LEVENTHAL v. FOREST HILLS GARDENS CORP

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Supreme Court, Appellate Division, Second Department, New York.

Leonie LEVENTHAL, Appellant, v. FOREST HILLS GARDENS CORP., Respondent.

Decided: September 08, 2003

FRED T. SANTUCCI, J.P., LEO F. McGINITY, SANDRA L. TOWNES and WILLIAM F. MASTRO, JJ. Goldstein & Goldstein, Brooklyn, N.Y. (Mark I. Goldstein of counsel), for appellant. Guararra & Zaitz, New York, N.Y. (Michael J. Guarrarra of counsel), for respondent.

In an action to recover damages for personal injuries, the plaintiff appeals from a judgment of the Supreme Court, Queens County (Risi, J.), entered August 5, 2002, which, upon a jury verdict, is in favor of the defendant and against her dismissing the complaint.

ORDERED that the judgment is reversed, on the law, and a new trial is granted, with costs to abide the event.

In this action, an important factual question on the issue of the defendant's liability was whether the defendant had constructive notice of an alleged defect that the plaintiff claims caused her fall (see Gordon v. American Museum of Natural History, 67 N.Y.2d 836, 501 N.Y.S.2d 646, 492 N.E.2d 774).   To support her claim, the plaintiff sought to introduce in evidence four photographs of the accident site.   The trial court admitted in evidence one photograph constituting a general overview of the area but excluded from evidence three more specific photographs showing the accident site in greater detail.   This was reversible error.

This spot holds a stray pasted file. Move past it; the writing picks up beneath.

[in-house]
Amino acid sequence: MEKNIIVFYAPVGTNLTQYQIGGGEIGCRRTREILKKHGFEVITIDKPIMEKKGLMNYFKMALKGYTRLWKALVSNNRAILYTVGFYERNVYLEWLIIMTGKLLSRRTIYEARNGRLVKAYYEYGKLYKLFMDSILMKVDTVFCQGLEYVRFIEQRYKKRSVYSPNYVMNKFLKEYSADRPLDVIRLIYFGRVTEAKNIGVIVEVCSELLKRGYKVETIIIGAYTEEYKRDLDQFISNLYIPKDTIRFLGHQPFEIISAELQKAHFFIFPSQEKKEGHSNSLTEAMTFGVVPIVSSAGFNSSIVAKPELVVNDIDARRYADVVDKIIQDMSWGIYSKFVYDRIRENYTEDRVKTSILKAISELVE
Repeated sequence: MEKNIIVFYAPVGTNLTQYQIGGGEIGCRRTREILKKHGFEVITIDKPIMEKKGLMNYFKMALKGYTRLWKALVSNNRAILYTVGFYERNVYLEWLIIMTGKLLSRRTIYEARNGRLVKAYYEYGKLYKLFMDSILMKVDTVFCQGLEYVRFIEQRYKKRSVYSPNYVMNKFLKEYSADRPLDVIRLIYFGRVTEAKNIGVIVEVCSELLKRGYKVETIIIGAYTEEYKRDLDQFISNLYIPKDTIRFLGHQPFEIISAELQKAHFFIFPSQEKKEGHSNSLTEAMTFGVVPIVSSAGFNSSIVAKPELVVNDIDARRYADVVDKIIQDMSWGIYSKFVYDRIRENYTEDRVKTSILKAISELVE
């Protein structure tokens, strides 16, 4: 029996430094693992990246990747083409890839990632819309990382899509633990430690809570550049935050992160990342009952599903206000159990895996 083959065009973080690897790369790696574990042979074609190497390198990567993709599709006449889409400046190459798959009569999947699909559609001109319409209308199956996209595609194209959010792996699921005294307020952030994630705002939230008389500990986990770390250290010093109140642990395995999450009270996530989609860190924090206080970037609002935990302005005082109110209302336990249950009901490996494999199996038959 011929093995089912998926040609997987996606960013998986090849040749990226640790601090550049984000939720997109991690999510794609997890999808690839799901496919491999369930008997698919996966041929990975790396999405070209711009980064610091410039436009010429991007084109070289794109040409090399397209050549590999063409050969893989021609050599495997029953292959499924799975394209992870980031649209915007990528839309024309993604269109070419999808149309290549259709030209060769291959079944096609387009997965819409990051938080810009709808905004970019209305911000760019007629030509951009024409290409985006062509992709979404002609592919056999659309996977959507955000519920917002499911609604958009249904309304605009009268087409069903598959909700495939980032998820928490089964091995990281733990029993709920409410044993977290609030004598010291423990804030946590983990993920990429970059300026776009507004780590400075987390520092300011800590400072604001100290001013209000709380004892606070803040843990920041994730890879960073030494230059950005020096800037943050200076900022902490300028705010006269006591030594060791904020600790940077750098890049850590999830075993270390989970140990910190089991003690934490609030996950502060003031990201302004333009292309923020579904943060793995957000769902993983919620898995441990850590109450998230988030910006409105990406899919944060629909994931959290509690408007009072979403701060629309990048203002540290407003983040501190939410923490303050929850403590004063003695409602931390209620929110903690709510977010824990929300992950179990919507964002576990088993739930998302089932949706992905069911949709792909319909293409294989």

The plaintiff properly authenticated the three excluded photographs of the accident site as fair and accurate depictions of the area at the time she fell (cf.  People v. Byrnes, 33 N.Y.2d 343, 347, 352 N.Y.S.2d 913, 308 N.E.2d 435).   These photographs may have allowed the jury to infer, based upon the appearance of the defect, that the condition had to have come into being over such a length of time that knowledge thereof should have been acquired by the defendant in the exercise of reasonable care (see Taylor v. New York City Tr. Auth., 48 N.Y.2d 903, 904, 424 N.Y.S.2d 888, 400 N.E.2d 1340).   Under the circumstances, the excluded photographs were not cumulative (cf.  Segnit v. Stuhr Gardens Hous. Dev. Fund Co., 227 A.D.2d 612, 643 N.Y.S.2d 209;  Tannen v. Long Is. R.R., 215 A.D.2d 745, 627 N.Y.S.2d 417).

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